Rex Brown's Psychedelic Throwdown

DEEP BENEATH THE SABBATH-LIKE sludge of Down lies the righteous rumbling of Rex Brown.

Rex Brown (center) and Down

DEEP BENEATH THE SABBATH-LIKE sludge of Down lies the righteous rumbling of Rex Brown. Crafting countermelodies like a heavy-metal Macca, Rex deftly darts between the twin-guitar attack of the hard rock supergroup to cinch with drummer Jimmy Bower. The dynamic duo’s deep connection is in evidence on Diary of a Mad Band, Down’s new live CD/DVD documenting a wordof- mouth tour of Europe that culminates in a dominating performance at the Download Festival in Donnington, England.

Down tends to take long breaks between albums. What’s behind that, and how does this new CD/DVD fit in?

There was a lot we were dealing with as a band—Dimebag Darrell’s death, getting clean, Hurricane Katrina. The DVD pretty much chronicles our learning how to walk again. At first we’re crawling, and by the end, we’re a full-blown powerhouse.

What gear are you using these days?

I’ve been playing through an Ampeg SVT-VR. That amp is unbelievable—you set the volume at “two”, and it’s fryin’ you. I’m fixing to bi-amp with Ampeg’s Pro Neo cabinets: a 1x15, a 4x10, and a 2x10. I’ll get the punch from the 10s, and the low end from the 15. With three stacks like that, I think it’ll be one hell of a sound.

For basses, I’m using Czech-made Spector NS-2s. I’m also playing a Spector RXT bass, which looks like a Telecaster Bass. Spector will be launching those at the NAMM show.

Does wearing your bass as low as you do make any aspect of playing easier?

No, it’s a lot harder, and it really tears your back up. I’ve started wearing it higher; now it’s right around crotch level, so I’m cool with it. [Laughs.]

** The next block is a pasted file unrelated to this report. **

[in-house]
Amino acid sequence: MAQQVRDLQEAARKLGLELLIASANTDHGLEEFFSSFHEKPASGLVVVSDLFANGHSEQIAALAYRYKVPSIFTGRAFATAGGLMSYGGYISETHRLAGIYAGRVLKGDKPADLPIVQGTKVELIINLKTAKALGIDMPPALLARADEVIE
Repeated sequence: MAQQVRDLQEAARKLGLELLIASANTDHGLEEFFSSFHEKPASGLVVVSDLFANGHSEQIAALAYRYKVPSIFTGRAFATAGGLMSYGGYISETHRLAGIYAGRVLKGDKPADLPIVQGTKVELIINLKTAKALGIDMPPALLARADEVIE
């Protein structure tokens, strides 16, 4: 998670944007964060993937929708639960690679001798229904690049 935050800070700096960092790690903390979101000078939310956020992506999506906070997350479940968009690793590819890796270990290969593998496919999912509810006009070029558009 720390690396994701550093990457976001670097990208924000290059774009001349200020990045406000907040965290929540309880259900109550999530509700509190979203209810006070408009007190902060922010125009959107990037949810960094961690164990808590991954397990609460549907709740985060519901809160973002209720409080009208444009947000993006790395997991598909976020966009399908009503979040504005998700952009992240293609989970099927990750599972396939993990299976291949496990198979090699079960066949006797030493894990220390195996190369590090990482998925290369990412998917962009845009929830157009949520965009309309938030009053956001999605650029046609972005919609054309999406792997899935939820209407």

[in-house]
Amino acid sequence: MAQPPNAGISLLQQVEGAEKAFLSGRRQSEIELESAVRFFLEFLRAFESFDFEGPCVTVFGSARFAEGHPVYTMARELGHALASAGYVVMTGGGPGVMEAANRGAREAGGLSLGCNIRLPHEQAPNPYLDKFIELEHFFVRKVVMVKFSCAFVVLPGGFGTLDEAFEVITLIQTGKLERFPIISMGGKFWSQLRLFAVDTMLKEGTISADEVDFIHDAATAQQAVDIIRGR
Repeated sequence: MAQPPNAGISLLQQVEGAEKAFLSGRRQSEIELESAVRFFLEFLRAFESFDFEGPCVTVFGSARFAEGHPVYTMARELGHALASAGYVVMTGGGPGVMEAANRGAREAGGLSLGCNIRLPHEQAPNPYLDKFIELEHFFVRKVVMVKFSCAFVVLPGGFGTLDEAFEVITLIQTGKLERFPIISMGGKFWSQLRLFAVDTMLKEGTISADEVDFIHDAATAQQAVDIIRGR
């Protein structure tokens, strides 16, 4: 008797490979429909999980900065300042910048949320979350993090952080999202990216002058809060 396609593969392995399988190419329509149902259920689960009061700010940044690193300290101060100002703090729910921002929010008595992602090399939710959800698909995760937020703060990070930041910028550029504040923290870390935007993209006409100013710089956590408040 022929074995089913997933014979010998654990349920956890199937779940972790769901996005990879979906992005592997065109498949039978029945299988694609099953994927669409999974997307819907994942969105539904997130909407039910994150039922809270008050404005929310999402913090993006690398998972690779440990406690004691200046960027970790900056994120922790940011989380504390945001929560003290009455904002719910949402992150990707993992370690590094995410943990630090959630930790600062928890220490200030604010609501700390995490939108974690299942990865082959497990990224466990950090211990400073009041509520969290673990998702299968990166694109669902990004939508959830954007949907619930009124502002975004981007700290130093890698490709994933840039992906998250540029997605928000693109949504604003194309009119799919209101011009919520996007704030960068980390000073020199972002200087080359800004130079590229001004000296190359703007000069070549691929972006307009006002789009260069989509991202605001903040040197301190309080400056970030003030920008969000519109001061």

When you’re not playing with Down, you’re busy with your other band, Arms Of The Sun. What’s new on that front?

We just finished an album, and it’s really f’n good. It’s totally different than anything I’ve done before. It’s like a ’70s hard rock band, but it doesn’t sound retro. Picture the Beatles on acid, through Marshall stacks.

Down, Diary of a Mad Band (CD/DVD) [Down Records/ADA]

Basses Spector NS-2, Spector RXT
Rig Ampeg SVT-VR (studio), Ampeg SVT-4PRO (live), Ampeg 8x10
Effects Ashdown Chorus Plus, Morley Wah, MXR Phase 90, MXR Bass Blowtorch


Image placeholder title

Rex Brown Delivers the Bottom Line with Ampeg

Taos, NM—December 2017… When most rock fans think of hard-rocking bass player Rex Brown, they undoubtedly think first of his more than 20 years with groove/thrash metal pioneers Pantera. Multiple Grammy nominations and platinum-selling records will do that. Post-Pantera, however, Brown has kept the music flowing, going on to play for a dozen years in Down, cofounding Kill Devil Hill, and performing on a variety of other projects. Recently, he released his debut solo album, Smoke on This, on which he plays bass and rhythm guitar and, for the first time, handles lead vocals. From Pantera through his new solo project, Ampeg bass amps have been a key part of Brown’s powerful sound.